In human colon cancer, FXR expression is repressed during the transition of adenoma to carcinoma and is not expressed in undifferentiated colon cancer cells SW480 and in metastasis derived SW620 cells.159 A systematic im-munohistochemistry mapping on human intestinal muco-sa showed that FXR expression was reduced in colon carcinomas as compared with non-neoplastic mucosa and that a relationship was evident between the loss of FXR expression and the grading of tumours in the right colon. FXR expression was inversely correlated with the clinical outcome of patients (higher FXR expression, lower carcinoma stage and more favourable outcome).154

Pancreatic cancer

A relationship between BAs and pancreatic cancer has been suggested. BAs might reflux into the pancreatic duct and, on the other hand, are linked at a systemic level with obesity, diabetes and hypertriglyceridemia, all well known risk factors for pancreatic cancer.51 Elevated levels of BAs have been reported in serum and in pancreatic juice from patients with pancreatic cancer, as compared with controls. This finding might be linked to up-regulation of on-cogenic MUC4 expression.42 High expression of FXR in colon154 and breast43 cancer relates with better clinical outcome of patients. However, for pancreatic cancer, high FXR expression is rather linked with poor prognosis and poor survival. FXR elevation in pancreatic cancer cells might be responsible for cellular proliferation and migra-tion.41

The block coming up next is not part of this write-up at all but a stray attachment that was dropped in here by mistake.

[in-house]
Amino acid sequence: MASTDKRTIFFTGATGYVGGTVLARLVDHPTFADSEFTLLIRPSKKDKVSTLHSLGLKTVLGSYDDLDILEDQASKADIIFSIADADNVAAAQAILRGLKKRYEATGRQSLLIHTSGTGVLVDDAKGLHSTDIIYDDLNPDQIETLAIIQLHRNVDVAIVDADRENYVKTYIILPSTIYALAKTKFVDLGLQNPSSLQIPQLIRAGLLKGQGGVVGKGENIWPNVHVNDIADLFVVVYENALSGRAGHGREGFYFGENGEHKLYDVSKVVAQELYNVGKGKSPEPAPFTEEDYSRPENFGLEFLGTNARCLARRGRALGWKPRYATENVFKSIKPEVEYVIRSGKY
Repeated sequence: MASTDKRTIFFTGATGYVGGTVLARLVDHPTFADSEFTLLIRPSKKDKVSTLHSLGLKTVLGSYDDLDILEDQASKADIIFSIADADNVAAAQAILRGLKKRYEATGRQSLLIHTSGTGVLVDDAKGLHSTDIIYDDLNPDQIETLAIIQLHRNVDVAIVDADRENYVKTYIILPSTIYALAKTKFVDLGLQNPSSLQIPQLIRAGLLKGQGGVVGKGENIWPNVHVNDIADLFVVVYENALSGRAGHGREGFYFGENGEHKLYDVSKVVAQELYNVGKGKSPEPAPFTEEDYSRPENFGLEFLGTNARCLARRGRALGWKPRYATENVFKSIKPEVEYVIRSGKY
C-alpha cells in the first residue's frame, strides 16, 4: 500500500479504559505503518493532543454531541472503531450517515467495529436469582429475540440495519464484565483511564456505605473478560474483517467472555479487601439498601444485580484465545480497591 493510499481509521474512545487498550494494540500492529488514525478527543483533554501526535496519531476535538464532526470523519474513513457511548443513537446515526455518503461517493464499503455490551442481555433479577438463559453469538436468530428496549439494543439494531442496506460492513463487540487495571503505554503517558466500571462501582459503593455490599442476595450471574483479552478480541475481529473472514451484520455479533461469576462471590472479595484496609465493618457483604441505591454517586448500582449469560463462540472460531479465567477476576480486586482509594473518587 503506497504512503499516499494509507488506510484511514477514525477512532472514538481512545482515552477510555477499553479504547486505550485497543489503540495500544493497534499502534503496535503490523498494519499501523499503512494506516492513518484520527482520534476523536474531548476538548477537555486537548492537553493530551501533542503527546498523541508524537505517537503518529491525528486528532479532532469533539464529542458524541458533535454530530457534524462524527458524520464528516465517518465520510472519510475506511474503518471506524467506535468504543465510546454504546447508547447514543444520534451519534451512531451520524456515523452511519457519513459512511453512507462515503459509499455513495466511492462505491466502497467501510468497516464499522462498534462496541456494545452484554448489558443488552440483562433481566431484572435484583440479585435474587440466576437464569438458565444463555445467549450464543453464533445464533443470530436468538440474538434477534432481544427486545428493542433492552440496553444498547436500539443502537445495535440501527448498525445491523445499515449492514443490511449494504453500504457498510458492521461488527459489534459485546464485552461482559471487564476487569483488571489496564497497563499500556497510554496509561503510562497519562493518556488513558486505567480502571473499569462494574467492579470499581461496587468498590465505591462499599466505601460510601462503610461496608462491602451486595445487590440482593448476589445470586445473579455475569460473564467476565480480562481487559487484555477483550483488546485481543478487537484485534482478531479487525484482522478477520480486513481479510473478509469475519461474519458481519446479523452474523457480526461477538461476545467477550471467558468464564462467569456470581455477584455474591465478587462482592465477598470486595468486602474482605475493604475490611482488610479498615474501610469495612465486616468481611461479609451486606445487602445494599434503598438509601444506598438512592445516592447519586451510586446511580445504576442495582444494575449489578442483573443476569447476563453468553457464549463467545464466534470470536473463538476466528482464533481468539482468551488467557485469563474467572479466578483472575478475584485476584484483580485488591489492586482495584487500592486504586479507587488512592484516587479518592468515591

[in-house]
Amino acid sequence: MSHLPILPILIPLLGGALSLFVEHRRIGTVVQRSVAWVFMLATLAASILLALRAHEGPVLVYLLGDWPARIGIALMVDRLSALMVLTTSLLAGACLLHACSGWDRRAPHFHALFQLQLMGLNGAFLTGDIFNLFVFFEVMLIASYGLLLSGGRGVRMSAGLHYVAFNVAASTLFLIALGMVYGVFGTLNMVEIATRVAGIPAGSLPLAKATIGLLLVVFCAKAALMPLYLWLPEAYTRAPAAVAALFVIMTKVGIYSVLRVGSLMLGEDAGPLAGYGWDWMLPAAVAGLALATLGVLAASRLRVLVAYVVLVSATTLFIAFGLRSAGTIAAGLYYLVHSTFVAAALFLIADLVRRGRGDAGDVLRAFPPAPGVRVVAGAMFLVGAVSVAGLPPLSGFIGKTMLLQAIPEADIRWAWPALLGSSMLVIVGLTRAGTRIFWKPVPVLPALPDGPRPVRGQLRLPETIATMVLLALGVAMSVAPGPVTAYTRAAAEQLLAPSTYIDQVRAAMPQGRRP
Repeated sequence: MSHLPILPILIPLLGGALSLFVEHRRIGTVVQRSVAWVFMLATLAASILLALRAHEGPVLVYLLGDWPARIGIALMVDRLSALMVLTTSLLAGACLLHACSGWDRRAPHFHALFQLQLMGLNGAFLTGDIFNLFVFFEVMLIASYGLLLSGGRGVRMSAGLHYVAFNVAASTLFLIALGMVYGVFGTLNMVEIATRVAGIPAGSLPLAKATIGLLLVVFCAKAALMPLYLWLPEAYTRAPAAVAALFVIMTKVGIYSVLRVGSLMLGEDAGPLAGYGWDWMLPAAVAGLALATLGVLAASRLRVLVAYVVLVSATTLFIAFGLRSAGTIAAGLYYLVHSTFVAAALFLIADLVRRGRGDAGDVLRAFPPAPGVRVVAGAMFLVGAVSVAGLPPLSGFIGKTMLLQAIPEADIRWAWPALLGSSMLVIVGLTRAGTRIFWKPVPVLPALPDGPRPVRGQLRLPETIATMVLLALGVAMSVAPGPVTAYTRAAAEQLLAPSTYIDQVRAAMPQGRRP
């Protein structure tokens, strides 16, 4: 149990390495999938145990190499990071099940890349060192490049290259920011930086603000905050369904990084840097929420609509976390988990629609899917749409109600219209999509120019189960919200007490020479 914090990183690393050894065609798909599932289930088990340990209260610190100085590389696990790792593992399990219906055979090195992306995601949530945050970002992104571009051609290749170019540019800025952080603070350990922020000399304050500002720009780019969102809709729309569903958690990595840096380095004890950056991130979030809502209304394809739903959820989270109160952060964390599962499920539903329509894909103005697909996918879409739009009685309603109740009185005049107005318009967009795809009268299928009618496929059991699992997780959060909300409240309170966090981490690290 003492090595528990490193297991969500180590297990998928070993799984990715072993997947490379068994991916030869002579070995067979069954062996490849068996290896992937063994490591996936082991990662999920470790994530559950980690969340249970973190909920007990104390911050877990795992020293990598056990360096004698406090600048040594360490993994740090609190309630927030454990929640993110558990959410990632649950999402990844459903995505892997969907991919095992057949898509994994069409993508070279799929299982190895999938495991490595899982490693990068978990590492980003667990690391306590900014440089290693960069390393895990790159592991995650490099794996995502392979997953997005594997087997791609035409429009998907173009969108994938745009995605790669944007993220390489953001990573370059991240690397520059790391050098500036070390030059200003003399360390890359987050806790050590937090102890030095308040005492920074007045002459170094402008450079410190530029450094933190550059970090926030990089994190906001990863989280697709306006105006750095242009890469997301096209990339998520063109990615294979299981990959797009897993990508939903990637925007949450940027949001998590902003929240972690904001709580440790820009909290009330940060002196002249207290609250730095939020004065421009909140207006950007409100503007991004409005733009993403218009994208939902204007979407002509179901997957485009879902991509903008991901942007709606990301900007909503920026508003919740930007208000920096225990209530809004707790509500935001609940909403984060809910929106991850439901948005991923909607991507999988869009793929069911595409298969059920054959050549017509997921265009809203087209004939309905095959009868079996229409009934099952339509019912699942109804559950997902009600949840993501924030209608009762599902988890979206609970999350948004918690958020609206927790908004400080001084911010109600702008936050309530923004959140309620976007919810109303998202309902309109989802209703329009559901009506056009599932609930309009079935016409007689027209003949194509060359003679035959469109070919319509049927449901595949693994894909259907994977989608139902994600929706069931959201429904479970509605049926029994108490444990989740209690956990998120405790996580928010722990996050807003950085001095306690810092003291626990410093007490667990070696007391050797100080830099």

Prostate cancer

Positive effects of FXR overexpression have also been described in the case of prostate. FXR activity, in fact, is present in normal and cancer prostate epithelial cells and its stimulation by CDCA treatment is able to inhibit cell proliferation in prostate cancer.53 The suppression of prostate tumour growth is associated with decreased mRNA and protein levels of sterol regulatory element binding protein 1 (SREBP-1),53 and through an up-regulation of the tumour suppression gene for the Phosphatase and tensin homolog (PTEN) induced by the FXR overex-pression.31

Breast cancer

FXR has been also detected in breast tissue.160 Similarly to that previously observed in colon cancer,154 in women with invasive breast carcinoma, high FXR expression in cancer tissue was linked with smaller tumour size and patients with high FXR expression had a better clinical outcome (longer overall and disease-free survival time) as compared with those with low FXR expres-sion.161In vitro, the activation of FXR by CDCA or by a synthetic ligand (GW4064) induced cell death (mainly by intrinsic apoptotic pathway) in four distinct phenotypes of breast cancer cell lines, without stimulating migration in cell lines.43 The effect of FXR overexpression on breast cancer, however, seems to be different (opposite) in the presence of oestrogen receptor-positive breast cancer, where a positive correlation was found between FXR- and oestrogen receptor expression. In this case, increased FXR levels were also correlated with the proliferation marker Ki-67 and nodal metastasis in postmenopausal women. The proliferation of oestrogen receptor-positive breast cancer could be, in this case, secondary to a crosstalk between FXR and oestrogen receptors, in particular during oestrogen deprivation (i.e. post-menopausal women, therapy with aromatase inhibi-tors).55

Lung cancer

A recent study has also depicted a negative role of FXR expression in non-small cell lung cancer (NSCLC). In this case FXR is overexpressed and is related with poor outcomes in patients, in particular in the presence of concomitant over expression of cyclin D1,162 increment in Cyclin D1 protein and mRNA expression.163